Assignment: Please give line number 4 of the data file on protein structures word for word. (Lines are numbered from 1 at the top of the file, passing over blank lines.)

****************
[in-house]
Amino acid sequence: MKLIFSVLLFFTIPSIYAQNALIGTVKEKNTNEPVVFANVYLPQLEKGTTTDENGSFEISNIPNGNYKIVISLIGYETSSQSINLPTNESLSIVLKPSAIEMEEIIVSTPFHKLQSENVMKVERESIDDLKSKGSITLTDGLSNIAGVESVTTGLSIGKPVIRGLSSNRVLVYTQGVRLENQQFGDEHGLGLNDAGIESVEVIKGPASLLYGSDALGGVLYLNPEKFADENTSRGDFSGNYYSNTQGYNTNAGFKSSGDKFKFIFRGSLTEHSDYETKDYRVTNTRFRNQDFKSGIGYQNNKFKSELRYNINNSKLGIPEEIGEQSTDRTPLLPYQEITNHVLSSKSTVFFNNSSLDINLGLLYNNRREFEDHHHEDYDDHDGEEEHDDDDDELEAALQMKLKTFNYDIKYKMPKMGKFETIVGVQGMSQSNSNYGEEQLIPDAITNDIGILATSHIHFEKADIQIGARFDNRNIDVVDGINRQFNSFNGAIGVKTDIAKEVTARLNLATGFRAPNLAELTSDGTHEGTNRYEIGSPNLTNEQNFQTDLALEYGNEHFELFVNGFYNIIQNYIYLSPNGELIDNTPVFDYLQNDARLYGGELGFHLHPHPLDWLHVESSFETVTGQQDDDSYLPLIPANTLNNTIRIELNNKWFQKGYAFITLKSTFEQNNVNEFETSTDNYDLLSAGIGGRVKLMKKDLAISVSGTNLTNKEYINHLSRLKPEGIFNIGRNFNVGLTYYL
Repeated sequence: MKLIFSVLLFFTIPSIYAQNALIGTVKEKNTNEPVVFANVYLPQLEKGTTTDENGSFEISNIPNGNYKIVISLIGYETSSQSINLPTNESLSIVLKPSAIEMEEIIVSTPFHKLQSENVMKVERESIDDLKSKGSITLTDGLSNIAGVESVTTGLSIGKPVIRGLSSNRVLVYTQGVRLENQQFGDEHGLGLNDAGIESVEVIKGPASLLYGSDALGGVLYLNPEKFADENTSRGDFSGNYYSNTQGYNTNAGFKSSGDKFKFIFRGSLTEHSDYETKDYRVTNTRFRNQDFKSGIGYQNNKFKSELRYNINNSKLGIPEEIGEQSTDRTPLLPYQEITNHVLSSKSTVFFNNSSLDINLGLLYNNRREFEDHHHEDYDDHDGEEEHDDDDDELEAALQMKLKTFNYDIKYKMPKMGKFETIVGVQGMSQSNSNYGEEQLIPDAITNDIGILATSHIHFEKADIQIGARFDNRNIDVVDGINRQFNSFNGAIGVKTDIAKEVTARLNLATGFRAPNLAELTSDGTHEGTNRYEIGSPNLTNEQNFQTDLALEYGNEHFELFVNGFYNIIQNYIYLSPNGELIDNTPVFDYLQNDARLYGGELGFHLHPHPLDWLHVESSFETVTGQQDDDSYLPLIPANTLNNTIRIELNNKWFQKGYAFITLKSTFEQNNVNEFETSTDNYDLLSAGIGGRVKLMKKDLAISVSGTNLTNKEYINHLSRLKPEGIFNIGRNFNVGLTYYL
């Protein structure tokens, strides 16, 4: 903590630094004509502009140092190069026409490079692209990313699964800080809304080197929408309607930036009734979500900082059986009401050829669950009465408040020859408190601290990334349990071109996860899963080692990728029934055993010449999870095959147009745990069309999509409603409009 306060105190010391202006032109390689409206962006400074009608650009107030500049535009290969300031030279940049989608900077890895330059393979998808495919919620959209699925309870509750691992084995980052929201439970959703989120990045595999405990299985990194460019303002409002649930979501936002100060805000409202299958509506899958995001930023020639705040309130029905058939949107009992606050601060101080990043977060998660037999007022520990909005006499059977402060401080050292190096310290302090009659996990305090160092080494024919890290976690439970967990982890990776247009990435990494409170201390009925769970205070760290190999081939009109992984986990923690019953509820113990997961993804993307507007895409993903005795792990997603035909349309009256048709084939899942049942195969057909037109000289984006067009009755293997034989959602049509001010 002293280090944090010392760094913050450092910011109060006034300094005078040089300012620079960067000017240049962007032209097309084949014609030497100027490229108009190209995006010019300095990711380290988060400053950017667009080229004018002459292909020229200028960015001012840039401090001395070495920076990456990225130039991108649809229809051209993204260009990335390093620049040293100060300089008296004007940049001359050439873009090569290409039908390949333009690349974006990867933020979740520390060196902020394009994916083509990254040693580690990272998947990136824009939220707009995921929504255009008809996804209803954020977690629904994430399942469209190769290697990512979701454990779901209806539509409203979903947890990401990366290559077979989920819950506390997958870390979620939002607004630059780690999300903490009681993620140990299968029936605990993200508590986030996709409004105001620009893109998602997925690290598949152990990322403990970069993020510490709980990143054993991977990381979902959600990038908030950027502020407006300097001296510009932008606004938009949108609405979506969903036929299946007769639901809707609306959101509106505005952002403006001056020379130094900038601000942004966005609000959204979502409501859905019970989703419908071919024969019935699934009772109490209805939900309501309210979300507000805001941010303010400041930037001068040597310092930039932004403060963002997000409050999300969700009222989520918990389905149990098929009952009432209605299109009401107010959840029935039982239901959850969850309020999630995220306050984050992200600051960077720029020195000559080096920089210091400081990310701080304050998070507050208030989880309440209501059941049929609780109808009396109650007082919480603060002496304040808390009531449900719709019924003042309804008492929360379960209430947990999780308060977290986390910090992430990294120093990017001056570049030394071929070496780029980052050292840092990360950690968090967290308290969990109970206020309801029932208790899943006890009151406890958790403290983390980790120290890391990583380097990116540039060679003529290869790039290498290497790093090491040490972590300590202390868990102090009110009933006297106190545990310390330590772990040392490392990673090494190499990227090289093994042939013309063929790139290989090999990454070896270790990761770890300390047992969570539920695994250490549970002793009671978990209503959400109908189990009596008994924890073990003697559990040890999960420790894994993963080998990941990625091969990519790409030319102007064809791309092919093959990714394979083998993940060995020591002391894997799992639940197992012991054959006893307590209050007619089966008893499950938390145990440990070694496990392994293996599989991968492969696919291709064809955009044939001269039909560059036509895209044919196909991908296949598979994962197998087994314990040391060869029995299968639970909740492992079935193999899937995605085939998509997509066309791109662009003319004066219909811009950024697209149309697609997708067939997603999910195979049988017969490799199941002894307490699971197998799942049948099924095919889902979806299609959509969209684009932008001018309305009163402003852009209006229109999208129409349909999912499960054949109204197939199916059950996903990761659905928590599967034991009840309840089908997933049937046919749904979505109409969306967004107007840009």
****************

């Protein structure tokens, strides 16, 4: 903590630094004509502009140092190069026409490079692209990313699964800080809304080197929408309607930036009734979500900082059986009401050829669950009465408040020859408190601290990334349990071109996860899963080692990728029934055993010449999870095959147009745990069309999509409603409009 306060105190010391202006032109390689409206962006400074009608650009107030500049535009290969300031030279940049989608900077890895330059393979998808495919919620959209699925309870509750691992084995980052929201439970959703989120990045595999405990299985990194460019303002409002649930979501936002100060805000409202299958509506899958995001930023020639705040309130029905058939949107009992606050601060101080990043977060998660037999007022520990909005006499059977402060401080050292190096310290302090009659996990305090160092080494024919890290976690439970967990982890990776247009990435990494409170201390009925769970205070760290190999081939009109992984986990923690019953509820113990997961993804993307507007895409993903005795792990997603035909349309009256048709084939899942049942195969057909037109000289984006067009009755293997034989959602049509001010 002293280090944090010392760094913050450092910011109060006034300094005078040089300012620079960067000017240049962007032209097309084949014609030497100027490229108009190209995006010019300095990711380290988060400053950017667009080229004018002459292909020229200028960015001012840039401090001395070495920076990456990225130039991108649809229809051209993204260009990335390093620049040293100060300089008296004007940049001359050439873009090569290409039908390949333009690349974006990867933020979740520390060196902020394009994916083509990254040693580690990272998947990136824009939220707009995921929504255009008809996804209803954020977690629904994430399942469209190769290697990512979701454990779901209806539509409203979903947890990401990366290559077979989920819950506390997958870390979620939002607004630059780690999300903490009681993620140990299968029936605990993200508590986030996709409004105001620009893109998602997925690290598949152990990322403990970069993020510490709980990143054993991977990381979902959600990038908030950027502020407006300097001296510009932008606004938009949108609405979506969903036929299946007769639901809707609306959101509106505005952002403006001056020379130094900038601000942004966005609000959204979502409501859905019970989703419908071919024969019935699934009772109490209805939900309501309210979300507000805001941010303010400041930037001068040597310092930039932004403060963002997000409050999300969700009222989520918990389905149990098929009952009432209605299109009401107010959840029935039982239901959850969850309020999630995220306050984050992200600051960077720029020195000559080096920089210091400081990310701080304050998070507050208030989880309440209501059941049929609780109808009396109650007082919480603060002496304040808390009531449900719709019924003042309804008492929360379960209430947990999780308060977290986390910090992430990294120093990017001056570049030394071929070496780029980052050292840092990360950690968090967290308290969990109970206020309801029932208790899943006890009151406890958790403290983390980790120290890391990583380097990116540039060679003529290869790039290498290497790093090491040490972590300590202390868990102090009110009933006297106190545990310390330590772990040392490392990673090494190499990227090289093994042939013309063929790139290989090999990454070896270790990761770890300390047992969570539920695994250490549970002793009671978990209503959400109908189990009596008994924890073990003697559990040890999960420790894994993963080998990941990625091969990519790409030319102007064809791309092919093959990714394979083998993940060995020591002391894997799992639940197992012991054959006893307590209050007619089966008893499950938390145990440990070694496990392994293996599989991968492969696919291709064809955009044939001269039909560059036509895209044919196909991908296949598979994962197998087994314990040391060869029995299968639970909740492992079935193999899937995605085939998509997509066309791109662009003319004066219909811009950024697209149309697609997708067939997603999910195979049988017969490799199941002894307490699971197998799942049948099924095919889902979806299609959509969209684009932008001018309305009163402003852009209006229109999208129409349909999912499960054949109204197939199916059950996903990761659905928590599967034991009840309840089908997933049937046919749904979505109409969306967004107007840009």